Contract delay proves costly for employer

by |
A recent Ontario case is serving as a warning to employers after arbitrators ruled an agreement signed after the employee had started work would not be considered legally binding.

Sean Holland was hired as national account manager by Hostopia.com but while he accepted the written offer, the company didn’t provide an employment contract for a further nine months.

When the contract was eventually offered, one of its terms granted Hostopia the ability to terminate Holland with only the minimum notice required by the ESA.

Holland signed confirmed that he was not under duress and had reasonable opportunity to obtain independent legal advice.

Seven years later, the Mississauga-based company terminated Holland's employment without cause, providing him with only the minimum ESA termination payments, consistent with the contract.

Holland sued for wrongful dismissal, arguing that there was no consideration for the contract, that the contract was therefore not binding on him and that he was entitled to reasonable notice or pay instead at common law.

Initially, the trial judge disagreed with Holland and found that the offer letter combined with the employment contract constituted one document but the decision was reversed on appeal.

The Court of Appeal found that the offer letter, once accepted, constituted a complete contract of employment and Holland was awarded eight months’ pay in lieu of notice.

It explained that because the contract had contained a new material term, different to that laid out in the offer letter yet there was no new consideration given to Holland in respect to the amendment, rending it invalid.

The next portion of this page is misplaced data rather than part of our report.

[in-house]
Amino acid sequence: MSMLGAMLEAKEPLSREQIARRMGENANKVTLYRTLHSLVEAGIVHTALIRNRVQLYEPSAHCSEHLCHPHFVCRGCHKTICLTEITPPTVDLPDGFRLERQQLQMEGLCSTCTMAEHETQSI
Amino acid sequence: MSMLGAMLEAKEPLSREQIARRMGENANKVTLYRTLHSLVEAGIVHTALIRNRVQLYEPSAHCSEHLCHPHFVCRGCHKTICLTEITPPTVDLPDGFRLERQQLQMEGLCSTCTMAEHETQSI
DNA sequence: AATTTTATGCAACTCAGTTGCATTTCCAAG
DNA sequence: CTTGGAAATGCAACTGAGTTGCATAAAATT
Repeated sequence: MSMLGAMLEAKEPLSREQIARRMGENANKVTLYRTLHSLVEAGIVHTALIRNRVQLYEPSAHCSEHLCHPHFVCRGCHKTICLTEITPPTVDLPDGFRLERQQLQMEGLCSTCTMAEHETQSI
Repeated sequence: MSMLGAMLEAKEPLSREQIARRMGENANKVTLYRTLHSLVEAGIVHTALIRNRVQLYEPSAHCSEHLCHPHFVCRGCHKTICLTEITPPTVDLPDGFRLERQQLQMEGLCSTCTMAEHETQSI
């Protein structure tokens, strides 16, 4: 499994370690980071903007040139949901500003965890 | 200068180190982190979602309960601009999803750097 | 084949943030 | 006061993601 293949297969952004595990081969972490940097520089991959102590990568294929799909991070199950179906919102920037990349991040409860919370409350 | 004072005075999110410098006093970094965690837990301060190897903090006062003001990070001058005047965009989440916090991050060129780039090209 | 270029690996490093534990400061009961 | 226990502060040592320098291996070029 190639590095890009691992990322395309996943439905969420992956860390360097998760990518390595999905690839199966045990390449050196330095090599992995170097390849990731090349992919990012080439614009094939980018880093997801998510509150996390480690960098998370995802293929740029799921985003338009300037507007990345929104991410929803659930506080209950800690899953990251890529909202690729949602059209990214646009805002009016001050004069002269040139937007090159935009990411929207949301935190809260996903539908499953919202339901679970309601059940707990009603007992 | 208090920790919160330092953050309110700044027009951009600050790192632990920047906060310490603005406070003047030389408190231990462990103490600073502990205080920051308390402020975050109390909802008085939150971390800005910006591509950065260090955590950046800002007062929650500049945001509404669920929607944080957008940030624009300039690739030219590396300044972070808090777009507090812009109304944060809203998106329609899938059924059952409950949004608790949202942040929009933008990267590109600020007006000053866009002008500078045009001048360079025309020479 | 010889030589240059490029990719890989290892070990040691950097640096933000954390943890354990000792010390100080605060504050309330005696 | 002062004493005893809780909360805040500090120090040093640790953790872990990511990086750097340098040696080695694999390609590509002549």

“Employers who are hiring must have their contracts of employment fully ready, in the employee's hands and signed prior to the employee's start date,” clarifies leading employment lawyer Peter Strasynski.

“Any delay beyond the date of commencement of employment creates a significant risk that the contract will not be enforceable and that the employer will be exposed to unwanted termination and possibly litigation costs,” he continued.

More like this:

6 ways to deal with unreliable workers 

RCMP revamps “outdated” recruitment process

Could bore-out be the next burn-out?
 

HRM Online forum is the place for positive industry interaction and welcomes your professional and informed opinion.

Name (required)
Comment (required)
By submitting, I agree to the Terms & Conditions